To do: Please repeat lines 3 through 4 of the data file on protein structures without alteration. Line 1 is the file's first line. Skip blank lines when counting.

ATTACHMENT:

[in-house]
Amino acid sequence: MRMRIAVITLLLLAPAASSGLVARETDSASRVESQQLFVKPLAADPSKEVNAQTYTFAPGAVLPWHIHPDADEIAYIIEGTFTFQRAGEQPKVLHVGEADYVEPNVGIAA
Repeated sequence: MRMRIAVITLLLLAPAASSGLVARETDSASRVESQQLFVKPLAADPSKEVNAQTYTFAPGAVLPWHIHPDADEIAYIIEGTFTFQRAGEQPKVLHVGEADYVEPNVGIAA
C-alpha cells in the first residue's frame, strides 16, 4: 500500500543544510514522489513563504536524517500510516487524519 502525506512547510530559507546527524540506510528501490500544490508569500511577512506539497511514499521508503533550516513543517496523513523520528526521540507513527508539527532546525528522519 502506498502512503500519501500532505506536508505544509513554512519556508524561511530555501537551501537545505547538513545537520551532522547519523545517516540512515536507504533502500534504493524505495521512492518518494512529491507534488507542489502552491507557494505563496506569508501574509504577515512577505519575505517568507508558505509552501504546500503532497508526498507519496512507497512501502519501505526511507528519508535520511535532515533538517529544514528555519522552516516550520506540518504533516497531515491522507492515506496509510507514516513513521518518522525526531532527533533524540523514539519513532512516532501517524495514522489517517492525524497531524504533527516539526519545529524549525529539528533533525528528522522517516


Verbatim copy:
Repeated sequence: MRMRIAVITLLLLAPAASSGLVARETDSASRVESQQLFVKPLAADPSKEVNAQTYTFAPGAVLPWHIHPDADEIAYIIEGTFTFQRAGEQPKVLHVGEADYVEPNVGIAA
C-alpha cells in the first residue's frame, strides 16, 4: 500500500543544510514522489513563504536524517500510516487524519 502525506512547510530559507546527524540506510528501490500544490508569500511577512506539497511514499521508503533550516513543517496523513523520528526521540507513527508539527532546525528522519 502506498502512503500519501500532505506536508505544509513554512519556508524561511530555501537551501537545505547538513545537520551532522547519523545517516540512515536507504533502500534504493524505495521512492518518494512529491507534488507542489502552491507557494505563496506569508501574509504577515512577505519575505517568507508558505509552501504546500503532497508526498507519496512507497512501502519501505526511507528519508535520511535532515533538517529544514528555519522552516516550520506540518504533516497531515491522507492515506496509510507514516513513521518518522525526531532527533533524540523514539519513532512516532501517524495514522489517517492525524497531524504533527516539526519545529524549525529539528533533525528528522522517516